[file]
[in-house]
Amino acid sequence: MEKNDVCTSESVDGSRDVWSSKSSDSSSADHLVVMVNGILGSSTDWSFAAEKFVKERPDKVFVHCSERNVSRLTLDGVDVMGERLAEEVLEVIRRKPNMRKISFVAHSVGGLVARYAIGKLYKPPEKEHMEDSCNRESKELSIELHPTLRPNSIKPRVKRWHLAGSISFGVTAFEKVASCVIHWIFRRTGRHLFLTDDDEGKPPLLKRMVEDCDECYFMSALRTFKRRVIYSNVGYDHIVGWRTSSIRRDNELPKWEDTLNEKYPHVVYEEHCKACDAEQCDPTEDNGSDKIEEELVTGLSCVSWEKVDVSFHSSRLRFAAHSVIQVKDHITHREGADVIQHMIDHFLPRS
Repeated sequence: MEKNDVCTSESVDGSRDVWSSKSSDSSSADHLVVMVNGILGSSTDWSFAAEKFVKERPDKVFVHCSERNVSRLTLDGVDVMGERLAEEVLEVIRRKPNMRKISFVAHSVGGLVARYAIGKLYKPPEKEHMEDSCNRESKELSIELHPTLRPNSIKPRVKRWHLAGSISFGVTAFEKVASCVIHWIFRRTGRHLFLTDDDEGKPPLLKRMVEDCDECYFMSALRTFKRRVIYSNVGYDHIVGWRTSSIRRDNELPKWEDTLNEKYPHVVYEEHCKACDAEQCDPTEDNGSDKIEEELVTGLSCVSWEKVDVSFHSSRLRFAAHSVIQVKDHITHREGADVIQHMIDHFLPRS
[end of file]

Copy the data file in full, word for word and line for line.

[in-house]
Amino acid sequence: MEKNDVCTSESVDGSRDVWSSKSSDSSSADHLVVMVNGILGSSTDWSFAAEKFVKERPDKVFVHCSERNVSRLTLDGVDVMGERLAEEVLEVIRRKPNMRKISFVAHSVGGLVARYAIGKLYKPPEKEHMEDSCNRESKELSIELHPTLRPNSIKPRVKRWHLAGSISFGVTAFEKVASCVIHWIFRRTGRHLFLTDDDEGKPPLLKRMVEDCDECYFMSALRTFKRRVIYSNVGYDHIVGWRTSSIRRDNELPKWEDTLNEKYPHVVYEEHCKACDAEQCDPTEDNGSDKIEEELVTGLSCVSWEKVDVSFHSSRLRFAAHSVIQVKDHITHREGADVIQHMIDHFLPRS
Repeated sequence: MEKNDVCTSESVDGSRDVWSSKSSDSSSADHLVVMVNGILGSSTDWSFAAEKFVKERPDKVFVHCSERNVSRLTLDGVDVMGERLAEEVLEVIRRKPNMRKISFVAHSVGGLVARYAIGKLYKPPEKEHMEDSCNRESKELSIELHPTLRPNSIKPRVKRWHLAGSISFGVTAFEKVASCVIHWIFRRTGRHLFLTDDDEGKPPLLKRMVEDCDECYFMSALRTFKRRVIYSNVGYDHIVGWRTSSIRRDNELPKWEDTLNEKYPHVVYEEHCKACDAEQCDPTEDNGSDKIEEELVTGLSCVSWEKVDVSFHSSRLRFAAHSVIQVKDHITHREGADVIQHMIDHFLPRS